reviewed by Michael Thomas
We experience moments of doubt every single day. Who are we? Where do we fit into the world? Are our memories playing tricks on us?What do we ultimately want out of life? Casey Mecija, in her first solo outing, ponders these questions and more behind lush soundscapes and keeps her lyrics just enigmatic enough to leave wide interpretations of her conclusions.
Though Mecija hasn’t been dormant as a musician since the end of Ohbijou a few years ago, Psychic Materials was more or less a surprise release, announced a week in advance. And a look at the guest musicians on this albums makes this nearly an Ohbijou reunion. But this won’t be mistaken for a record by that band; strings and pop arrangements make way for roomier synth-oriented fare.
The “pieces of dreams about queerness, memory, diaspora, history and love,” as Mecija describes them, come across just like fragments, but with enough familiar sentiments to latch onto. It’s how a song like “Sounds That Mark Our Words” can make a meditation out of “In the house, there is a bed/Around the door, there is a frame.”
Elsewhere, however, we can equally attach ourselves to darker sentiments. “Condo City” is a result of looking inward and seeing only pain. “This War is More than Us” is about the fragility of relationships; two people do their best to be good to one another, but there’s a limit to how they can express it. As a result, a fight can be enough to tear apart what should be a strong bond.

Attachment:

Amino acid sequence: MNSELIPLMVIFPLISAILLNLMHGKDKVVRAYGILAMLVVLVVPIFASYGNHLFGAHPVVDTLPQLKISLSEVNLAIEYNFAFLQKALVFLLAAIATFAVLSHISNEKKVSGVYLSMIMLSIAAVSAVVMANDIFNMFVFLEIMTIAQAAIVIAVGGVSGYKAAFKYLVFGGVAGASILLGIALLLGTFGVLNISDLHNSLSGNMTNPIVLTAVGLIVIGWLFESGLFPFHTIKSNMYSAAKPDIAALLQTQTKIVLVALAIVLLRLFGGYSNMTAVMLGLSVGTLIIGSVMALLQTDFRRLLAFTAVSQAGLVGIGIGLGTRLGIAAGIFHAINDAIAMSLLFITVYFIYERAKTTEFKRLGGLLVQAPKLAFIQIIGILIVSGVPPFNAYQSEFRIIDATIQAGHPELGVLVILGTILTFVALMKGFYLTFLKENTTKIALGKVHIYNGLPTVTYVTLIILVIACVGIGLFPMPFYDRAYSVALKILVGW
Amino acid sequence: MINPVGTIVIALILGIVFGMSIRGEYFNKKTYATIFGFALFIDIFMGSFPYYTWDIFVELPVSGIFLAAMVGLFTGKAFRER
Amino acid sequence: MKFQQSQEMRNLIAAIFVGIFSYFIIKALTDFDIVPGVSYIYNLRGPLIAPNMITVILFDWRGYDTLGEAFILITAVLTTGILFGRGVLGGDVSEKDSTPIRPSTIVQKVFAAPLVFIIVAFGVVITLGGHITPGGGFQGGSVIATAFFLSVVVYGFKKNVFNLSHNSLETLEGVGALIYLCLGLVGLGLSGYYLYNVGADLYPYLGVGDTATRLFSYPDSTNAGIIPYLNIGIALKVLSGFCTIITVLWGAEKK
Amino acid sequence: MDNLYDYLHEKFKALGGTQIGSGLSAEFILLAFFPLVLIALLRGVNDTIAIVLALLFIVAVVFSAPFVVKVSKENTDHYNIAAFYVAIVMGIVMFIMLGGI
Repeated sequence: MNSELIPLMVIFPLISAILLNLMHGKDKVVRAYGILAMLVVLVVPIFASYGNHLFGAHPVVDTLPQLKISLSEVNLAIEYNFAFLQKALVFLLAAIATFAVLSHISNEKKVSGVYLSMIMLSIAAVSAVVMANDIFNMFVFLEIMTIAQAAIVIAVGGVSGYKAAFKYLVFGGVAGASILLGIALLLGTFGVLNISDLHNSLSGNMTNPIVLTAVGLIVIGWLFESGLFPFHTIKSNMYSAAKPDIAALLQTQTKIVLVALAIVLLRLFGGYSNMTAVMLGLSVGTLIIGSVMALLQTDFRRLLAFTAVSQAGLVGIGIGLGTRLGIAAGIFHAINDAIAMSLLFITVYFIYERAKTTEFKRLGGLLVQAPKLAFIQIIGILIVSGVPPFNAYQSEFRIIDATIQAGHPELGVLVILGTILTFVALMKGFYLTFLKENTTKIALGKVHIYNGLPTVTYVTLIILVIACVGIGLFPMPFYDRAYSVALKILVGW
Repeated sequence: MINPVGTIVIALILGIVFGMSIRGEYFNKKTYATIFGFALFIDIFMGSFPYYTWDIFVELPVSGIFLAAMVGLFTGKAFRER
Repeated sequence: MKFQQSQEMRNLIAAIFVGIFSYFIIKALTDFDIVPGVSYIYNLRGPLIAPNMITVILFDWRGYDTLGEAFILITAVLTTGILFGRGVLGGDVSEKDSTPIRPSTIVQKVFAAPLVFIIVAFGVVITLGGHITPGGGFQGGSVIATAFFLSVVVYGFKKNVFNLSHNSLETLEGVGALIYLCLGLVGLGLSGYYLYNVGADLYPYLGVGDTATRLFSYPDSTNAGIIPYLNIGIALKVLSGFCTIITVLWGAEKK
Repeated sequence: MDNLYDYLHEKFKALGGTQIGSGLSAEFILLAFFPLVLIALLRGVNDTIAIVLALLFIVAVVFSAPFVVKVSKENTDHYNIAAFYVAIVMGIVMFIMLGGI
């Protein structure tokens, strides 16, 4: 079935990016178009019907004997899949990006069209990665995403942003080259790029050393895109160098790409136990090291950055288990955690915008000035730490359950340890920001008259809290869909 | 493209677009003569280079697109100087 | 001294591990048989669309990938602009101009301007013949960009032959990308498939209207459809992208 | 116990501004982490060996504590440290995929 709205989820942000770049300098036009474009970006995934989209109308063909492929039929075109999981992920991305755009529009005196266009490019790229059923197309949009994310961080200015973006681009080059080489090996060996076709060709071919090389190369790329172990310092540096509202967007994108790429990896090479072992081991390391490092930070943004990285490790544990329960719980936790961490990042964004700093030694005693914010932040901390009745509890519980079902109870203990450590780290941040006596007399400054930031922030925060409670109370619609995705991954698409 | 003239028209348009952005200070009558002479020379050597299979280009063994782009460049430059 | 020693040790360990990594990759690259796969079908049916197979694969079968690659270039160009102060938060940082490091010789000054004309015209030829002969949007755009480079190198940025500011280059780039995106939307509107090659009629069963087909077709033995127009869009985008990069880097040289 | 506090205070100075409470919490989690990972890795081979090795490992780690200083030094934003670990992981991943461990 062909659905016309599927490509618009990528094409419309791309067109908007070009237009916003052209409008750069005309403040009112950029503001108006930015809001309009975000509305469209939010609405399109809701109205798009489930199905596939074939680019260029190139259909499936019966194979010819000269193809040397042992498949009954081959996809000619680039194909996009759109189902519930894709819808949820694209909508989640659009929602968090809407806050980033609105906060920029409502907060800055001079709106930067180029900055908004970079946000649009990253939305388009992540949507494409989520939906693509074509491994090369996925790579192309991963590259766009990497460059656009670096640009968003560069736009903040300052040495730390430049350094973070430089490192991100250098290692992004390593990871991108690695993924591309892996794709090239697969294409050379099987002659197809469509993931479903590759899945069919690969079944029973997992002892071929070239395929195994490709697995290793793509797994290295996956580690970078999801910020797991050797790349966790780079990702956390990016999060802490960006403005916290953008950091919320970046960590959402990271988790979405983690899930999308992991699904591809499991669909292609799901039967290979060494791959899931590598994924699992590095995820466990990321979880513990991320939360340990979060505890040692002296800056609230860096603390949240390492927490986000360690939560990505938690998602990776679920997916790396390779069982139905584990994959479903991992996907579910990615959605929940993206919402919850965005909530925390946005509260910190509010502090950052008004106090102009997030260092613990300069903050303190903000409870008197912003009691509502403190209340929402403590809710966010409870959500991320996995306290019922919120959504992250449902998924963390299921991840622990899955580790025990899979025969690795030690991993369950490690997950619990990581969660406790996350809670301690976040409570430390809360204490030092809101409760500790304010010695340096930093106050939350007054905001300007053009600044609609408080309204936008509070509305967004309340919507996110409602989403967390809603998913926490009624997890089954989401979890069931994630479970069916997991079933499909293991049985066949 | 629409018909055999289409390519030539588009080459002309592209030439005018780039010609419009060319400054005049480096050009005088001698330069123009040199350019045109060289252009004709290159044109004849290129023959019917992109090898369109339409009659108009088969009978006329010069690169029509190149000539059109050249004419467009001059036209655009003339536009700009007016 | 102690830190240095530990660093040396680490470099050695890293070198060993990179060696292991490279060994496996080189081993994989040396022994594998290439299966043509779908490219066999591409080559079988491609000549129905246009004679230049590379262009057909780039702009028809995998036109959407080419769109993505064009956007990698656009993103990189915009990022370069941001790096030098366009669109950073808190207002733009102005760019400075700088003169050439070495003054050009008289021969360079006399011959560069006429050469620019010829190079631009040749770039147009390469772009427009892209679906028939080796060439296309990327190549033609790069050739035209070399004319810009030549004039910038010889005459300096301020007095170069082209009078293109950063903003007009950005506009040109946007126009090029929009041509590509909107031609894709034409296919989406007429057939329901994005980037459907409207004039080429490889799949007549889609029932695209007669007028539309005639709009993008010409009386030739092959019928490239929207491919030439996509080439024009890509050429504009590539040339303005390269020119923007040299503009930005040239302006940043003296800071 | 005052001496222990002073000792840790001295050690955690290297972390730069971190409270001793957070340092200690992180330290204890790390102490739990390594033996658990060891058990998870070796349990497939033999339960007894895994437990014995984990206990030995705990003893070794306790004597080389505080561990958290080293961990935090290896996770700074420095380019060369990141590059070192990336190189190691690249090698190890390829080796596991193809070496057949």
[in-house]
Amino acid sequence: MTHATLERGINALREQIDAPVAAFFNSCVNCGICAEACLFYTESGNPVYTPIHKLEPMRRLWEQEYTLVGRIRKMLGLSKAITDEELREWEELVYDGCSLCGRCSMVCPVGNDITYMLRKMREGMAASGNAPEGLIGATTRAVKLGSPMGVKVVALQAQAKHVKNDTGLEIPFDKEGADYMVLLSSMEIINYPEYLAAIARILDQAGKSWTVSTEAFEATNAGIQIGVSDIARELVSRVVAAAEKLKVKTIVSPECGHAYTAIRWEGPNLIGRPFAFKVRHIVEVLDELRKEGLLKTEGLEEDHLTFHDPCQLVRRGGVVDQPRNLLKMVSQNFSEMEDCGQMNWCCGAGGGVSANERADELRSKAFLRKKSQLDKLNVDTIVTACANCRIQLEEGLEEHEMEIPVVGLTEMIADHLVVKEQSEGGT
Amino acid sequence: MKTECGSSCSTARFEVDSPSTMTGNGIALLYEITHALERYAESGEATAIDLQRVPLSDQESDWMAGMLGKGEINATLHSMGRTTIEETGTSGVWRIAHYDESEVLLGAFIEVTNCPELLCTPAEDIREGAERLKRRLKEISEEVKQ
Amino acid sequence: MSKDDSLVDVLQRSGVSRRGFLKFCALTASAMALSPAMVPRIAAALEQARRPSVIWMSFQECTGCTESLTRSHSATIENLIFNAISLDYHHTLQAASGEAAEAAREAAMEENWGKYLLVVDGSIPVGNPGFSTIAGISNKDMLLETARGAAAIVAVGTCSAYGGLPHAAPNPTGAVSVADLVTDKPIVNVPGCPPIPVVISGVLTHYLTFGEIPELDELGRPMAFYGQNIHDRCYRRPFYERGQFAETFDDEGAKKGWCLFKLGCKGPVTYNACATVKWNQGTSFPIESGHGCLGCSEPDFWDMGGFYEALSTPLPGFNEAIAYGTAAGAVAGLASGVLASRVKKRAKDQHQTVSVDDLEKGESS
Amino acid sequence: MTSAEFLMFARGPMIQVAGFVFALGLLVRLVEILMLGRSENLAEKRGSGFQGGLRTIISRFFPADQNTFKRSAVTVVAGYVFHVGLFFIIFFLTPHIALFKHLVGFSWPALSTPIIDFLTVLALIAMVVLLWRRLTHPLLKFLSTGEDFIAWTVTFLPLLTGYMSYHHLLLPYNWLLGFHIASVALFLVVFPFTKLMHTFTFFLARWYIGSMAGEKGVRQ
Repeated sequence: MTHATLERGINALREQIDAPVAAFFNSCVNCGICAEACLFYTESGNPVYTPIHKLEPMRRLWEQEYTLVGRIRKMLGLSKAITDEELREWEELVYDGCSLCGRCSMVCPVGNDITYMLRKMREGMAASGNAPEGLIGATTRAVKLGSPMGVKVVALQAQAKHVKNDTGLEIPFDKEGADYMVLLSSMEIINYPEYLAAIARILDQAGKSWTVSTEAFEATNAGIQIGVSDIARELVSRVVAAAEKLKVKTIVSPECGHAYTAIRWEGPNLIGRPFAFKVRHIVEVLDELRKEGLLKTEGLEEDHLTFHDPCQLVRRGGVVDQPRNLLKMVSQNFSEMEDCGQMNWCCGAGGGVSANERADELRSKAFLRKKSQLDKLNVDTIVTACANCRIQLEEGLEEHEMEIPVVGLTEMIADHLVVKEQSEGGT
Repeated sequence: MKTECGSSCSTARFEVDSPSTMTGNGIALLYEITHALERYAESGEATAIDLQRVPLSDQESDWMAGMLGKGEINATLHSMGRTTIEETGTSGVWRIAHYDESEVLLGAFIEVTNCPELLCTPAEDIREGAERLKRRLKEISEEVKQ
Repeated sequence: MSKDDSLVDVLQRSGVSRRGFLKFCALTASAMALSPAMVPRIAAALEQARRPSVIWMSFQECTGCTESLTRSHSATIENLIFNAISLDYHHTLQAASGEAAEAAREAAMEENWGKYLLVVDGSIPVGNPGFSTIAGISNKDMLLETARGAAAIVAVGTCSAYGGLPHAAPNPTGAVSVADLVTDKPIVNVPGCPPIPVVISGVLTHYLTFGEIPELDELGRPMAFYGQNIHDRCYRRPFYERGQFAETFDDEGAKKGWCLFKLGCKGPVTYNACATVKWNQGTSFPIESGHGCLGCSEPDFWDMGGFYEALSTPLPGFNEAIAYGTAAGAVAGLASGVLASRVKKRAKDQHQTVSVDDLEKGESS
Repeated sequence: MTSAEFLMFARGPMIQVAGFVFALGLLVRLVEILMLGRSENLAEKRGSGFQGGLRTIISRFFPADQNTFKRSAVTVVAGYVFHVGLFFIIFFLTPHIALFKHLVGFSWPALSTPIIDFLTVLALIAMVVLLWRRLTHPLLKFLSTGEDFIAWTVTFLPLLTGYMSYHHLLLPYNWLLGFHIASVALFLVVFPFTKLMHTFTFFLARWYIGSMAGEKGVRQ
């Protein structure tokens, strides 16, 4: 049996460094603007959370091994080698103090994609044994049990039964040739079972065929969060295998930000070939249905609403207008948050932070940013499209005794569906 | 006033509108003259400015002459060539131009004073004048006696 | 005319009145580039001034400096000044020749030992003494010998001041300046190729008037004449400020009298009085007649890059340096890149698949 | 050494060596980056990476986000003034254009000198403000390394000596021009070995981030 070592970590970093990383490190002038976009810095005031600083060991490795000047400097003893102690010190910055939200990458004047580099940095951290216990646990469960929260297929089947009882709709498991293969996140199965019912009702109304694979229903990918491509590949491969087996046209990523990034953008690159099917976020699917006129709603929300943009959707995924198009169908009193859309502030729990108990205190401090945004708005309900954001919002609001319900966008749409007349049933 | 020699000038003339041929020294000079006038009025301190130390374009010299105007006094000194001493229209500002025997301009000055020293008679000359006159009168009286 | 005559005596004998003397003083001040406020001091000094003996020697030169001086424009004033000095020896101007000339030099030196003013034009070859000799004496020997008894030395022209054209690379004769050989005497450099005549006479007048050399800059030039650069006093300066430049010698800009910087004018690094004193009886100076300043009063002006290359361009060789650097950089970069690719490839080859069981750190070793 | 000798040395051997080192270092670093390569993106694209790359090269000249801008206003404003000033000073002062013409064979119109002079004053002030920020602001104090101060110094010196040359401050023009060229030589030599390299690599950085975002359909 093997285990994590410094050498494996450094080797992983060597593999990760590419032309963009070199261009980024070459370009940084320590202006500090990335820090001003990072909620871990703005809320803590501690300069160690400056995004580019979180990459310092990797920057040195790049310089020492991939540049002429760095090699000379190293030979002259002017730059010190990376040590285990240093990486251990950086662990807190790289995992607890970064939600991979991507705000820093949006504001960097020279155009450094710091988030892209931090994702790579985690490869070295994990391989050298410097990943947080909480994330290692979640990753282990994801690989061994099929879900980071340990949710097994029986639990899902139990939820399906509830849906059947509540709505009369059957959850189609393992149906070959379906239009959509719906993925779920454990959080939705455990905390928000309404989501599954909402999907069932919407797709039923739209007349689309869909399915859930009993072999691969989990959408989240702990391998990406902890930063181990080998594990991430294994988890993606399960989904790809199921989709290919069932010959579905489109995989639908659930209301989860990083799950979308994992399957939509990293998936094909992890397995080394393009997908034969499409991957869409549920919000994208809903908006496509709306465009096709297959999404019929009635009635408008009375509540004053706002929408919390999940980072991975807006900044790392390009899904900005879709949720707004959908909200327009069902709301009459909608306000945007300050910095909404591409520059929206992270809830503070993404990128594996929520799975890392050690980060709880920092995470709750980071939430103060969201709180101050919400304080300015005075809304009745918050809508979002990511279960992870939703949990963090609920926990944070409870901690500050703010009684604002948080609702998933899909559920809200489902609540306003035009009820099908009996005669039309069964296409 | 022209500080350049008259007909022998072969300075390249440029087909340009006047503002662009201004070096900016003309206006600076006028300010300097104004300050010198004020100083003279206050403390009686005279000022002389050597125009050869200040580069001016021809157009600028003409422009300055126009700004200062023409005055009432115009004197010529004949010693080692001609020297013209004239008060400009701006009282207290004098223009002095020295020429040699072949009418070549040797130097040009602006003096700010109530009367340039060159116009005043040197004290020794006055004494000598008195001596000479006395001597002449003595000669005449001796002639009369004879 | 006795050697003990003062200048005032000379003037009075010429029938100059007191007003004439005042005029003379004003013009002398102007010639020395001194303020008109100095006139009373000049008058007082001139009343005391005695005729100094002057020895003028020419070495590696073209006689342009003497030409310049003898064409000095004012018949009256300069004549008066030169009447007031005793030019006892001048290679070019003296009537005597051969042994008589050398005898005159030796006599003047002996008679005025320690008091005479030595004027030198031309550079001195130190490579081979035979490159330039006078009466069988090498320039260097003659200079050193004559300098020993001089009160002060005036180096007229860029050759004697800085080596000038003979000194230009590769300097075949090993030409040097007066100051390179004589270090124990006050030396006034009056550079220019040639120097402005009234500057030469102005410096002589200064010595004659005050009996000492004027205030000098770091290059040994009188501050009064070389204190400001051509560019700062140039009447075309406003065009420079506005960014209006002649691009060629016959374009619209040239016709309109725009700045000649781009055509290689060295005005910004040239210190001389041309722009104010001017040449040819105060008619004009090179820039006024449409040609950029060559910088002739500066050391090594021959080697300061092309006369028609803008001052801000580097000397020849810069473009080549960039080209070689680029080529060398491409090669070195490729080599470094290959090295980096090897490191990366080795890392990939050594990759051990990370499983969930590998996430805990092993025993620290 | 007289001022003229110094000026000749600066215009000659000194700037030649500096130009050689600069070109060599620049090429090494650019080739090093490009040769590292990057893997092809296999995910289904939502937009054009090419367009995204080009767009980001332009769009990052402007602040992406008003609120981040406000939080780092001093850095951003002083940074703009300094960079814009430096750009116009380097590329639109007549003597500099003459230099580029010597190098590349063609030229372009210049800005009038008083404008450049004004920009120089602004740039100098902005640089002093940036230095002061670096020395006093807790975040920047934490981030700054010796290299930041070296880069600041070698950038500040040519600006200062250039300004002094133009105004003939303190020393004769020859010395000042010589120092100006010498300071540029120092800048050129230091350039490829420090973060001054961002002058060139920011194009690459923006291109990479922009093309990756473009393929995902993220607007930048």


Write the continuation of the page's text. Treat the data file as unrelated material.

But it’s not all gloom. “I’m Gonna Gun” and “Busted Heel” both have a very physical presence to them, especially lyrically. In the former, a drum machine and piano, with bits of guitar, lead Mecija forward as she sings “I will follow sound, a measure made of blood and bone.” The latter begins with a sound tinged by nostalgia before it moves into a percussive main melody. It’s hard not to latch onto part of the chorus: “All we’re looking for is a ceremony to bring us out of our bodies.”
Even the album cover is like a Rorschach test. What do you see when you look into it? Just as those answers will vary, so too will your experience within Mecija’s dreamed world.
Top Tracks: “We Feel the Same” ; “Sounds That Mark Our Words”
Rating: Proud Hoot (Really Good)